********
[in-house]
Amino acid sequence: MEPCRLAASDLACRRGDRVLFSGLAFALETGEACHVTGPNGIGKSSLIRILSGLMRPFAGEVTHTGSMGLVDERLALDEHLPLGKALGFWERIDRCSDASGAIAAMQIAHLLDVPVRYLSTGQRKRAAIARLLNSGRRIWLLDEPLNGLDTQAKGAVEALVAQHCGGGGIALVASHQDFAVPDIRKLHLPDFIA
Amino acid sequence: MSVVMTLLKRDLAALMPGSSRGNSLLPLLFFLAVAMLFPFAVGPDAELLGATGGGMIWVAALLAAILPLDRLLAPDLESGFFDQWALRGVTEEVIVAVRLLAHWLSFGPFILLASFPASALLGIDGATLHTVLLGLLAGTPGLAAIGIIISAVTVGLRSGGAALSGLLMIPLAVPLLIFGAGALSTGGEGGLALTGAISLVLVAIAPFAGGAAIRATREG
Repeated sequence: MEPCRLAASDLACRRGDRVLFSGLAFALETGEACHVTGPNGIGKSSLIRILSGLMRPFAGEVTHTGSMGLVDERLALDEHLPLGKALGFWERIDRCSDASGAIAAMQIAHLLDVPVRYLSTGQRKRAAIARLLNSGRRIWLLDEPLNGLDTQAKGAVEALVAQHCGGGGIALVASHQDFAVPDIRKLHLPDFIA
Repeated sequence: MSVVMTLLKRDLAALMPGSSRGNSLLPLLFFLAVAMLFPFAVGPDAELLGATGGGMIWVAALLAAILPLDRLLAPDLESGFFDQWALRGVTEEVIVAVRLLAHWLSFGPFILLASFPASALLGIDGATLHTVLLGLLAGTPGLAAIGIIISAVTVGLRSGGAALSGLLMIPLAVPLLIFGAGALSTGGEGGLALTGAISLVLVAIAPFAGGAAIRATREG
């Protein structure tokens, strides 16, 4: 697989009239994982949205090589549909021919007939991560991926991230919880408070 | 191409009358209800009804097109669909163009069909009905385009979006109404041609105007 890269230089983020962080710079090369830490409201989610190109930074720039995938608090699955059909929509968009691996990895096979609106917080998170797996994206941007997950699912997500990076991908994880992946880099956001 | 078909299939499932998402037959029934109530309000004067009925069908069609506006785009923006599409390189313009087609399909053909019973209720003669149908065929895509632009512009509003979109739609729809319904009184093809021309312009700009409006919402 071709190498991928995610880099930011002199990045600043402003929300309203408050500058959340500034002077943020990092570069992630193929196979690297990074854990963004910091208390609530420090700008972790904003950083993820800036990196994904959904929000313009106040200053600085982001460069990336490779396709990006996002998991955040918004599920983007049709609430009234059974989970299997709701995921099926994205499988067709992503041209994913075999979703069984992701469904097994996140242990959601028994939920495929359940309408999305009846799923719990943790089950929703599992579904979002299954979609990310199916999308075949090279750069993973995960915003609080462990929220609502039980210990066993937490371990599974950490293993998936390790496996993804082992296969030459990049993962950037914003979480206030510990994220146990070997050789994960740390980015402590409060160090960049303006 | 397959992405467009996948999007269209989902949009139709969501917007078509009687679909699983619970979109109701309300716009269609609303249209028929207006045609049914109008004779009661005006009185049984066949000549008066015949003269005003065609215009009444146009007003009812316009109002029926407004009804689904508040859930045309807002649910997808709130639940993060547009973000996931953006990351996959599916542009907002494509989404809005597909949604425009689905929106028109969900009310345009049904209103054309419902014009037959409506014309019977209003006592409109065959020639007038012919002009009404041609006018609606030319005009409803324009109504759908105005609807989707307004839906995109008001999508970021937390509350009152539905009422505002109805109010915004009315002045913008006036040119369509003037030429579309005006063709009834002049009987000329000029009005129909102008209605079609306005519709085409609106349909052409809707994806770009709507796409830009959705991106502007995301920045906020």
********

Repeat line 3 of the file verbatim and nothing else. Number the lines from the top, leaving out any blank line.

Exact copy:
Amino acid sequence: MSVVMTLLKRDLAALMPGSSRGNSLLPLLFFLAVAMLFPFAVGPDAELLGATGGGMIWVAALLAAILPLDRLLAPDLESGFFDQWALRGVTEEVIVAVRLLAHWLSFGPFILLASFPASALLGIDGATLHTVLLGLLAGTPGLAAIGIIISAVTVGLRSGGAALSGLLMIPLAVPLLIFGAGALSTGGEGGLALTGAISLVLVAIAPFAGGAAIRATREG